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The Beauty of Bulthaup

Quiet riot.

On a warm afternoon, the 1,900-square-foot Toronto showroom for Bulthaup, the German kitchen brand, is bathed in a painterly light, where quietly masterful pieces—a solitary workbench, a snowy slab of an island—look like sculptural contents in a modernist museum. None of the kitchen components are colourful or fussy. Hues are muted in tones of white, walnut, and honey and the hardware is sturdy, simple, and architectural. Bulthaup has been making such functional and aesthetically superlative kitchens since 1949, when Martin Bulthaup started engineering the modular systems in the pretty village of Aich, Bodenkirchen. “Bulthaup has always been focused on design and has manufactured without compromise,” says Stefan Sybydlo, principal owner of the Bulthaup Toronto showroom, which celebrated a decade on King Street East last year. “The level of detailing is the best. Bulthaup goes a little further, a little thinner.” (There are two Bulthaup showrooms in Canada—in Toronto and Vancouver—with plans to open in Calgary, as well.)

Even when the brand has gotten radical, it’s with rigorous restraint. The B2 Kitchen Tool Cabinet (part of the Kitchen Workshop line), for example, looks like a large wardrobe but is amazingly functional. Influenced by a carpenter’s workshop, where all of the tools are spread out for ease of use, the cabinet displays its contents so that everything is visible at a glance when the doors are pulled open, revealing a compact array of cook’s essentials coolly laid out on hooks, shelves, and in boxes; square lidded containers filled with dried pasta and rice sit suspended on racks. “This piece would be great in a cottage or ski chalet,” Sybydlo says. “You come for the weekend, and you close it up when you’re leaving.” He swiftly does so, but not before clipping one of the containers holding rice onto one side of a counter. The design smartly frees the surface for cooking. The counter itself is iconic. Called the Kitchen Workbench in Bulthaup parlance, it has a sleek cooktop and a sink. A few modern art galleries have even retained the B2’s predecessor in their permanent collections.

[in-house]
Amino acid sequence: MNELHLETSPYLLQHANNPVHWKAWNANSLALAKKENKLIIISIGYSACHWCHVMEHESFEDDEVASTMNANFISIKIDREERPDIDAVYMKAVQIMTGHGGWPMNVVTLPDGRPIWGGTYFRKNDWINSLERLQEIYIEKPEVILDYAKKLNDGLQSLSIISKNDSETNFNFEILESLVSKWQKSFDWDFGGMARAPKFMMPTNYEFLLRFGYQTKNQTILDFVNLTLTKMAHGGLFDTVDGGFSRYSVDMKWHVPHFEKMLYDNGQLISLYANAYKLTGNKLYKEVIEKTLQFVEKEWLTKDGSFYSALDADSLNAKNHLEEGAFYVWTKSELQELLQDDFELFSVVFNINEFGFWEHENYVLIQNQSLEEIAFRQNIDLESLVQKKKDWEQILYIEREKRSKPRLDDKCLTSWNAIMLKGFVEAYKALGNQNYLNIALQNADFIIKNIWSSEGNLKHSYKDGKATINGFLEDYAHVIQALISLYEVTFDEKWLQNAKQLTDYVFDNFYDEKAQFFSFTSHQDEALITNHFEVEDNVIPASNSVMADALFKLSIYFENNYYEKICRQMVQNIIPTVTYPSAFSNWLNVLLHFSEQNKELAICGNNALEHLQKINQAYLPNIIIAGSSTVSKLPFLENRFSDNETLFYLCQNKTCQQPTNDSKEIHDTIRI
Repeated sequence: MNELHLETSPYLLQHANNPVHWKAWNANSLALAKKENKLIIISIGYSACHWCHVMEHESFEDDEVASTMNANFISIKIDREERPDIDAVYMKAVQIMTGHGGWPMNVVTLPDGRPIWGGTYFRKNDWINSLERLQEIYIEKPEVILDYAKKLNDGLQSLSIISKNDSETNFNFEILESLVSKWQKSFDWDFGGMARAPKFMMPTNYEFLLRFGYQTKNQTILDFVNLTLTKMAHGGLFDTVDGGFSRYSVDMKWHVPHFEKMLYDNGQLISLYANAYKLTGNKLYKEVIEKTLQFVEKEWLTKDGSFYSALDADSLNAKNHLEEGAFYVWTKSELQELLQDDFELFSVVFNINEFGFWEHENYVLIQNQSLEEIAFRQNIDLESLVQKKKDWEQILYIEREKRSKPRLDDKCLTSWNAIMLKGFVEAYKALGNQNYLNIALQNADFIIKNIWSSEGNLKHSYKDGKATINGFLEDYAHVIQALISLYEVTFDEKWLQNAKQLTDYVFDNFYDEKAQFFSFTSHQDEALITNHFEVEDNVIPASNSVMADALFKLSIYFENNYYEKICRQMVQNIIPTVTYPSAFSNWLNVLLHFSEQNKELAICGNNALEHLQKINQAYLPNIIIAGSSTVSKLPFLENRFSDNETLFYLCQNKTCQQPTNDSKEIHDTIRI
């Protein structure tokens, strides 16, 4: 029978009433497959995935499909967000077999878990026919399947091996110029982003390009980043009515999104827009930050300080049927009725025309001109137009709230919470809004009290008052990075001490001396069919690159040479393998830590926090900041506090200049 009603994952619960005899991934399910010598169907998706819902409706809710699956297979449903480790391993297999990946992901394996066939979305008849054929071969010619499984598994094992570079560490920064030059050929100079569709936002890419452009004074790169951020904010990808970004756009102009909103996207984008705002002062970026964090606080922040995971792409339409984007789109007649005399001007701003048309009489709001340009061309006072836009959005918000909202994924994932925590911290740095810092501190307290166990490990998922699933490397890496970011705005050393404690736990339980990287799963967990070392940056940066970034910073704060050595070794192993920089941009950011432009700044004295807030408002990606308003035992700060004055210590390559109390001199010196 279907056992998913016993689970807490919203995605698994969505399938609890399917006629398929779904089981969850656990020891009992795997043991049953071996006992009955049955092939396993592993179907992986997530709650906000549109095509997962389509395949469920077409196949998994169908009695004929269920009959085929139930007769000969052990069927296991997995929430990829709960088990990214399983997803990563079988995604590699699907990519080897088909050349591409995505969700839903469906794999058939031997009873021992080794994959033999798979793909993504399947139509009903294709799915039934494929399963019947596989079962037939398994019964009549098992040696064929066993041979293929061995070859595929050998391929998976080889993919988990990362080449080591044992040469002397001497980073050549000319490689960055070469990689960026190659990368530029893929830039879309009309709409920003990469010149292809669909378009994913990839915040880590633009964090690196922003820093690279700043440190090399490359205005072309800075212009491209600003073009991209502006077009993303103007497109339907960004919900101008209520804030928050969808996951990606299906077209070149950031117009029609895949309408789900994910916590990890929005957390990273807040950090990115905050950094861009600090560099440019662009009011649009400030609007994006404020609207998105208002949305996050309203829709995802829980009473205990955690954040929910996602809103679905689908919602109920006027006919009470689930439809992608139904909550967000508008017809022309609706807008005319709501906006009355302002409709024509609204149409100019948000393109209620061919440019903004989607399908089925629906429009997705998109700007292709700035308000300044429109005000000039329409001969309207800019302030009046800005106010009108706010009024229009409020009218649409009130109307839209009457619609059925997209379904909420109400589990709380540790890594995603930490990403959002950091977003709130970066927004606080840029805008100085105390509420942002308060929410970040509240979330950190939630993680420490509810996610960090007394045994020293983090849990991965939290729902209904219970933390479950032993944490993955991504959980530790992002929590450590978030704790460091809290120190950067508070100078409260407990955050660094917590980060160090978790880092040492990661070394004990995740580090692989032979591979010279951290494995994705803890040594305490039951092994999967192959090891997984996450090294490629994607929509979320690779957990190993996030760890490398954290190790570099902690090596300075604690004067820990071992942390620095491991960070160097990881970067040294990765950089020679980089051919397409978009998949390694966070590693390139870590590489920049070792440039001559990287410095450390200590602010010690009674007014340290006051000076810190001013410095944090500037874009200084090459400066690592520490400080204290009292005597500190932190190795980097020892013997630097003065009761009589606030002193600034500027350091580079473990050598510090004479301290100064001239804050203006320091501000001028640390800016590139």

“The DNA of Bulthaup is we always try to reinvent the kitchen; we challenge the status quo,” says CEO and co-owner Marc O. Eckert—whose grandfather founded the company—over the phone from Germany. “Before introducing the Workbench, kitchens were always built in the wall. We asked, ‘Why should a cook stand with his or her face staring at the wall?’ Cooking is about communicating,” he says, before telling a tale about Bedouins, who would gather around the fire to share stories and sustenance. The party still starts and ends near fire. “Food is a transcultural denominator that connects different cultures. The kitchen is where comedy and tragedy happens.”

But kitchens are nothing without the people who inhabit them. They need to be curated and personalized, Eckert notes. This is the impetus behind Bulthaup’s Solitaires, which debuted at Salone Internazionale del Mobile di Milano in 2014. Essentially a collection of side tables, with the option of added box-like elements to contain items, they can be placed adjacent to a kitchen. Some are vitrines, lending a jeweller’s-case quality to a cook’s goods, or they’re open on all sides. “In a typical built-in kitchen everything is hidden behind a cupboard, and you don’t see those personal belongings you love,” Eckert says. “Maybe it’s a nice knife you bought in Japan at a fish market.” With Solitaires, you can display your beloved trinkets, “like a memory box.”

It’s rare for Bulthaup to introduce a new line as designs are classic and only marginal improvements are made over time. (Talk about confidence.) “We have one door handle or we have no door handle,” Eckert says. “We have only one style of panel and not 27 different styles.” Each component must be perfect, he says. There’s a chief veneer expert whose sole role is to get the wood graining right, for instance. There’s also a lacquer master. What you won’t see anytime soon, however, is a technology guru. Eckert is not interested “in putting touchpads into our furniture.”

As he puts it, we are “living in a digitized world, where we are in a permanent hurry.” He adds, “We have a deep longing for an analogue place to digest wine, cut tomatoes, make pasta. In the iPad world, you cannot create, you can only touch a cold surface, but in the kitchen you have wood, you have natural materials, you have life.”